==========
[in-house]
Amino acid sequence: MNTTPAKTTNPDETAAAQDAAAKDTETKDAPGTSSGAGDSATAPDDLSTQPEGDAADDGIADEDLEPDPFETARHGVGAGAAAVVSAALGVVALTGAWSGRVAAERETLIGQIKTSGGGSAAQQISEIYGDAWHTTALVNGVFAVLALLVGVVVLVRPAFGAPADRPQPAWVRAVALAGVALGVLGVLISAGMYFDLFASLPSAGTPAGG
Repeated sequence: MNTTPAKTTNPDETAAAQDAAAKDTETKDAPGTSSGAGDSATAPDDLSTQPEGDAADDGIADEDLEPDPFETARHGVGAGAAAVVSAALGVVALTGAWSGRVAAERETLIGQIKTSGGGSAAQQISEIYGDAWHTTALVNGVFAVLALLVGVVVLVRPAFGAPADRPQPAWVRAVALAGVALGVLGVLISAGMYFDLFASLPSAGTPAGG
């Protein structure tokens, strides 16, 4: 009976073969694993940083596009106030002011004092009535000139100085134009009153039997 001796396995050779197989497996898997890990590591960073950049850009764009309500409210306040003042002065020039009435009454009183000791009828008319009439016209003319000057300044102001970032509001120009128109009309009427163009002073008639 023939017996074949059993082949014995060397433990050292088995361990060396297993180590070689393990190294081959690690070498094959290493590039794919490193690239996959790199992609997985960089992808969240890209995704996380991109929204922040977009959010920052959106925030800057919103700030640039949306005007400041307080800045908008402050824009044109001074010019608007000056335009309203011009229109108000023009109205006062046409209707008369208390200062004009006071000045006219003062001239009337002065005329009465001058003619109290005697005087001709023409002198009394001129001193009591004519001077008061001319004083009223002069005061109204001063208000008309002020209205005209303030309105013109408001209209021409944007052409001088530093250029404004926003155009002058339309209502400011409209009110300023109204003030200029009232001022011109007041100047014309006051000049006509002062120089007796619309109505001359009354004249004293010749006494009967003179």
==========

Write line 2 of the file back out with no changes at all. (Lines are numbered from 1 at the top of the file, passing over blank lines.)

Amino acid sequence: MNTTPAKTTNPDETAAAQDAAAKDTETKDAPGTSSGAGDSATAPDDLSTQPEGDAADDGIADEDLEPDPFETARHGVGAGAAAVVSAALGVVALTGAWSGRVAAERETLIGQIKTSGGGSAAQQISEIYGDAWHTTALVNGVFAVLALLVGVVVLVRPAFGAPADRPQPAWVRAVALAGVALGVLGVLISAGMYFDLFASLPSAGTPAGG